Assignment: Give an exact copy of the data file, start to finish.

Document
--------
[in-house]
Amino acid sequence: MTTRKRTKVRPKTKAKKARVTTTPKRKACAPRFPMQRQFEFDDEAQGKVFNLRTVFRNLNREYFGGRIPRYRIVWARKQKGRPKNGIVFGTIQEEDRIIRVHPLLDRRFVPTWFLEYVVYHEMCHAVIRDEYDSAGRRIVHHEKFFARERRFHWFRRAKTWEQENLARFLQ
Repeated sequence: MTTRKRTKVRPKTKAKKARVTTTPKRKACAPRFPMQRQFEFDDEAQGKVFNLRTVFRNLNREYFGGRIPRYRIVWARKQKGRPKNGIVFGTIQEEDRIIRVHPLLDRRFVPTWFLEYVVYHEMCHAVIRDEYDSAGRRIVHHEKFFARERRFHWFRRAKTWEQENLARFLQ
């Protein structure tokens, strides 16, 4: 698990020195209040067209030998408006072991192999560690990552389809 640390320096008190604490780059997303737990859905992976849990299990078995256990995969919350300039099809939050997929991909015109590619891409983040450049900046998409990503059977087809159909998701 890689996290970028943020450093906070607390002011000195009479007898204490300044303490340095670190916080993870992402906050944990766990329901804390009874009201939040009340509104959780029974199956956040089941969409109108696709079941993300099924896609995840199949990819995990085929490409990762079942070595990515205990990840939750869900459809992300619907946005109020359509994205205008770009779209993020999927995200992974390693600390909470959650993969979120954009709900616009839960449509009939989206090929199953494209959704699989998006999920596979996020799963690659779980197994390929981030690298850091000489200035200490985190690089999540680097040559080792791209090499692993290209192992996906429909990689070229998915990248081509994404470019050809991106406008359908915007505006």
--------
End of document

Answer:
[in-house]
Amino acid sequence: MTTRKRTKVRPKTKAKKARVTTTPKRKACAPRFPMQRQFEFDDEAQGKVFNLRTVFRNLNREYFGGRIPRYRIVWARKQKGRPKNGIVFGTIQEEDRIIRVHPLLDRRFVPTWFLEYVVYHEMCHAVIRDEYDSAGRRIVHHEKFFARERRFHWFRRAKTWEQENLARFLQ
Repeated sequence: MTTRKRTKVRPKTKAKKARVTTTPKRKACAPRFPMQRQFEFDDEAQGKVFNLRTVFRNLNREYFGGRIPRYRIVWARKQKGRPKNGIVFGTIQEEDRIIRVHPLLDRRFVPTWFLEYVVYHEMCHAVIRDEYDSAGRRIVHHEKFFARERRFHWFRRAKTWEQENLARFLQ
């Protein structure tokens, strides 16, 4: 698990020195209040067209030998408006072991192999560690990552389809 640390320096008190604490780059997303737990859905992976849990299990078995256990995969919350300039099809939050997929991909015109590619891409983040450049900046998409990503059977087809159909998701 890689996290970028943020450093906070607390002011000195009479007898204490300044303490340095670190916080993870992402906050944990766990329901804390009874009201939040009340509104959780029974199956956040089941969409109108696709079941993300099924896609995840199949990819995990085929490409990762079942070595990515205990990840939750869900459809992300619907946005109020359509994205205008770009779209993020999927995200992974390693600390909470959650993969979120954009709900616009839960449509009939989206090929199953494209959704699989998006999920596979996020799963690659779980197994390929981030690298850091000489200035200490985190690089999540680097040559080792791209090499692993290209192992996906429909990689070229998915990248081509994404470019050809991106406008359908915007505006």